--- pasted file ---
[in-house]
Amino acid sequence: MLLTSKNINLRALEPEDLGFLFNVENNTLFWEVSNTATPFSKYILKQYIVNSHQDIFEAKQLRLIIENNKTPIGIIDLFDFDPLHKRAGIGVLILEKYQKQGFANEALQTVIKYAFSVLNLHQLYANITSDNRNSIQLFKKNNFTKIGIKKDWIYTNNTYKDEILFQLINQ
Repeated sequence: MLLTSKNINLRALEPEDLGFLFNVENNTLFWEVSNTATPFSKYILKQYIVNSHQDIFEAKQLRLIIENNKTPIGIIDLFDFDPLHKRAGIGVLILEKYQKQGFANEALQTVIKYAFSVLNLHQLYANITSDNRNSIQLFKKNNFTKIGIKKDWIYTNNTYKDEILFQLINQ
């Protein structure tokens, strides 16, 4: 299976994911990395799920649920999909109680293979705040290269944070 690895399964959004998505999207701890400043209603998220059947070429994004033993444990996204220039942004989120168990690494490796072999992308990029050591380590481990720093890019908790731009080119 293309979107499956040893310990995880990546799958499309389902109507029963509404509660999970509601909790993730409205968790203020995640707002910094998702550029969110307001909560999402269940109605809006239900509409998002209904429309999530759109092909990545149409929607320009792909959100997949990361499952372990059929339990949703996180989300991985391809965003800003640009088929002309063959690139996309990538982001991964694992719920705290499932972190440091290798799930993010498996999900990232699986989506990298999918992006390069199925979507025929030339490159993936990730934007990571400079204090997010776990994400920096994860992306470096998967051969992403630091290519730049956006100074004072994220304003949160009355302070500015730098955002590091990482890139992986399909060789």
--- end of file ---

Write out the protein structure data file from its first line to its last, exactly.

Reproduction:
[in-house]
Amino acid sequence: MLLTSKNINLRALEPEDLGFLFNVENNTLFWEVSNTATPFSKYILKQYIVNSHQDIFEAKQLRLIIENNKTPIGIIDLFDFDPLHKRAGIGVLILEKYQKQGFANEALQTVIKYAFSVLNLHQLYANITSDNRNSIQLFKKNNFTKIGIKKDWIYTNNTYKDEILFQLINQ
Repeated sequence: MLLTSKNINLRALEPEDLGFLFNVENNTLFWEVSNTATPFSKYILKQYIVNSHQDIFEAKQLRLIIENNKTPIGIIDLFDFDPLHKRAGIGVLILEKYQKQGFANEALQTVIKYAFSVLNLHQLYANITSDNRNSIQLFKKNNFTKIGIKKDWIYTNNTYKDEILFQLINQ
């Protein structure tokens, strides 16, 4: 299976994911990395799920649920999909109680293979705040290269944070 690895399964959004998505999207701890400043209603998220059947070429994004033993444990996204220039942004989120168990690494490796072999992308990029050591380590481990720093890019908790731009080119 293309979107499956040893310990995880990546799958499309389902109507029963509404509660999970509601909790993730409205968790203020995640707002910094998702550029969110307001909560999402269940109605809006239900509409998002209904429309999530759109092909990545149409929607320009792909959100997949990361499952372990059929339990949703996180989300991985391809965003800003640009088929002309063959690139996309990538982001991964694992719920705290499932972190440091290798799930993010498996999900990232699986989506990298999918992006390069199925979507025929030339490159993936990730934007990571400079204090997010776990994400920096994860992306470096998967051969992403630091290519730049956006100074004072994220304003949160009355302070500015730098955002590091990482890139992986399909060789």